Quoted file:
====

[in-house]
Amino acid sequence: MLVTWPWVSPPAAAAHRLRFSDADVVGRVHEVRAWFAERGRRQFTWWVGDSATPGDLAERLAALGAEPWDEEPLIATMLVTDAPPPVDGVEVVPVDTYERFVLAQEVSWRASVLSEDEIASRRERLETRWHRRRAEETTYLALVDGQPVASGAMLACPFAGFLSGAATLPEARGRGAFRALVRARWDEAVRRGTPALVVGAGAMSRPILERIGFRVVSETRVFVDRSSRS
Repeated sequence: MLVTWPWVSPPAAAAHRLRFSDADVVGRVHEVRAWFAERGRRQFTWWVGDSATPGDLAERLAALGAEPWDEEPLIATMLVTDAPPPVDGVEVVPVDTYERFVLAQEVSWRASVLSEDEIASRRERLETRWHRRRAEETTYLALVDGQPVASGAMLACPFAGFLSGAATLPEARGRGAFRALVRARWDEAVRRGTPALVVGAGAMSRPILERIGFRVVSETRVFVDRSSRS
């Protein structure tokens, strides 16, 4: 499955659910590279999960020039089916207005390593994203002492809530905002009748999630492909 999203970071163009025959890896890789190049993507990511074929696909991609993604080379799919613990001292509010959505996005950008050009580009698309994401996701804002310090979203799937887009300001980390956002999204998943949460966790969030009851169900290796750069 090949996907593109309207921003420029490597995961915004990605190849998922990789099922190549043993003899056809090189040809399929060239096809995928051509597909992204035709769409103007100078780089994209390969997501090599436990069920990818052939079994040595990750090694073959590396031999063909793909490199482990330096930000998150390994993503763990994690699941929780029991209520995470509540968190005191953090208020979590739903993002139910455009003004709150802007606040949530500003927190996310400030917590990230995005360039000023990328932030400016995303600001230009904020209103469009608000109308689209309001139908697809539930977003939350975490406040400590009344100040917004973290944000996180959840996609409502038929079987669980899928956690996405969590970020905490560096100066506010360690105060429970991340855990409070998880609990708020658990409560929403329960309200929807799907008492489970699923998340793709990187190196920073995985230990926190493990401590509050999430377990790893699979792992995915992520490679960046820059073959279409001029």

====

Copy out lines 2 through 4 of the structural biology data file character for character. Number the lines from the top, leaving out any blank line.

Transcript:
Amino acid sequence: MLVTWPWVSPPAAAAHRLRFSDADVVGRVHEVRAWFAERGRRQFTWWVGDSATPGDLAERLAALGAEPWDEEPLIATMLVTDAPPPVDGVEVVPVDTYERFVLAQEVSWRASVLSEDEIASRRERLETRWHRRRAEETTYLALVDGQPVASGAMLACPFAGFLSGAATLPEARGRGAFRALVRARWDEAVRRGTPALVVGAGAMSRPILERIGFRVVSETRVFVDRSSRS
Repeated sequence: MLVTWPWVSPPAAAAHRLRFSDADVVGRVHEVRAWFAERGRRQFTWWVGDSATPGDLAERLAALGAEPWDEEPLIATMLVTDAPPPVDGVEVVPVDTYERFVLAQEVSWRASVLSEDEIASRRERLETRWHRRRAEETTYLALVDGQPVASGAMLACPFAGFLSGAATLPEARGRGAFRALVRARWDEAVRRGTPALVVGAGAMSRPILERIGFRVVSETRVFVDRSSRS
């Protein structure tokens, strides 16, 4: 499955659910590279999960020039089916207005390593994203002492809530905002009748999630492909 999203970071163009025959890896890789190049993507990511074929696909991609993604080379799919613990001292509010959505996005950008050009580009698309994401996701804002310090979203799937887009300001980390956002999204998943949460966790969030009851169900290796750069 090949996907593109309207921003420029490597995961915004990605190849998922990789099922190549043993003899056809090189040809399929060239096809995928051509597909992204035709769409103007100078780089994209390969997501090599436990069920990818052939079994040595990750090694073959590396031999063909793909490199482990330096930000998150390994993503763990994690699941929780029991209520995470509540968190005191953090208020979590739903993002139910455009003004709150802007606040949530500003927190996310400030917590990230995005360039000023990328932030400016995303600001230009904020209103469009608000109308689209309001139908697809539930977003939350975490406040400590009344100040917004973290944000996180959840996609409502038929079987669980899928956690996405969590970020905490560096100066506010360690105060429970991340855990409070998880609990708020658990409560929403329960309200929807799907008492489970699923998340793709990187190196920073995985230990926190493990401590509050999430377990790893699979792992995915992520490679960046820059073959279409001029």